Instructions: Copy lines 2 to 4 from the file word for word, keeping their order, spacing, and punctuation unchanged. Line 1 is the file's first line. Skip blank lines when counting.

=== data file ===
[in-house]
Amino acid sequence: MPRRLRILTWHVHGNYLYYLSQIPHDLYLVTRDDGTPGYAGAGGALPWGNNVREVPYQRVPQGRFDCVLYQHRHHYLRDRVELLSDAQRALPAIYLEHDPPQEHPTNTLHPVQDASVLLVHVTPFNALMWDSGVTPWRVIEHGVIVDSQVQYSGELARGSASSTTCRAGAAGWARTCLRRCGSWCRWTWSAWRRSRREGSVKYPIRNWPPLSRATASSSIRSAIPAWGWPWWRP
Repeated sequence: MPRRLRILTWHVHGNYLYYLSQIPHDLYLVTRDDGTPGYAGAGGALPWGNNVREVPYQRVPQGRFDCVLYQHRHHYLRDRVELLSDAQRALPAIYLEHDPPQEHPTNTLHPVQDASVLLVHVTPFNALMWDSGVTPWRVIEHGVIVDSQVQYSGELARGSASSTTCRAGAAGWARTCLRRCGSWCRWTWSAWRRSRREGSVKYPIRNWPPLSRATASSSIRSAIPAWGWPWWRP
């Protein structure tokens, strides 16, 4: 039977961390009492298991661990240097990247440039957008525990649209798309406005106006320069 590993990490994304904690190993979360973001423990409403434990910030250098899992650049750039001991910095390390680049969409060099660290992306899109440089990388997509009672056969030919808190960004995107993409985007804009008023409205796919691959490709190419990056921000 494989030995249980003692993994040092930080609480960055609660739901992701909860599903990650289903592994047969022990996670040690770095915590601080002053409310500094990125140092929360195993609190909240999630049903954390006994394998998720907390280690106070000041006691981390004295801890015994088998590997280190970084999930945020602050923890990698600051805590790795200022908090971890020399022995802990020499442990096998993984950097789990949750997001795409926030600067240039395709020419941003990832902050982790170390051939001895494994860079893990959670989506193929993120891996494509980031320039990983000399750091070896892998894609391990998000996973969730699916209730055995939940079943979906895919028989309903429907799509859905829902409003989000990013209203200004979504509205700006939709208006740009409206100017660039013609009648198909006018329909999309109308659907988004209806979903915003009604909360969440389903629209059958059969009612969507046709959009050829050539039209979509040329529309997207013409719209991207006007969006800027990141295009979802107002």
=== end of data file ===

Amino acid sequence: MPRRLRILTWHVHGNYLYYLSQIPHDLYLVTRDDGTPGYAGAGGALPWGNNVREVPYQRVPQGRFDCVLYQHRHHYLRDRVELLSDAQRALPAIYLEHDPPQEHPTNTLHPVQDASVLLVHVTPFNALMWDSGVTPWRVIEHGVIVDSQVQYSGELARGSASSTTCRAGAAGWARTCLRRCGSWCRWTWSAWRRSRREGSVKYPIRNWPPLSRATASSSIRSAIPAWGWPWWRP
Repeated sequence: MPRRLRILTWHVHGNYLYYLSQIPHDLYLVTRDDGTPGYAGAGGALPWGNNVREVPYQRVPQGRFDCVLYQHRHHYLRDRVELLSDAQRALPAIYLEHDPPQEHPTNTLHPVQDASVLLVHVTPFNALMWDSGVTPWRVIEHGVIVDSQVQYSGELARGSASSTTCRAGAAGWARTCLRRCGSWCRWTWSAWRRSRREGSVKYPIRNWPPLSRATASSSIRSAIPAWGWPWWRP
């Protein structure tokens, strides 16, 4: 039977961390009492298991661990240097990247440039957008525990649209798309406005106006320069 590993990490994304904690190993979360973001423990409403434990910030250098899992650049750039001991910095390390680049969409060099660290992306899109440089990388997509009672056969030919808190960004995107993409985007804009008023409205796919691959490709190419990056921000 494989030995249980003692993994040092930080609480960055609660739901992701909860599903990650289903592994047969022990996670040690770095915590601080002053409310500094990125140092929360195993609190909240999630049903954390006994394998998720907390280690106070000041006691981390004295801890015994088998590997280190970084999930945020602050923890990698600051805590790795200022908090971890020399022995802990020499442990096998993984950097789990949750997001795409926030600067240039395709020419941003990832902050982790170390051939001895494994860079893990959670989506193929993120891996494509980031320039990983000399750091070896892998894609391990998000996973969730699916209730055995939940079943979906895919028989309903429907799509859905829902409003989000990013209203200004979504509205700006939709208006740009409206100017660039013609009648198909006018329909999309109308659907988004209806979903915003009604909360969440389903629209059958059969009612969507046709959009050829050539039209979509040329529309997207013409719209991207006007969006800027990141295009979802107002």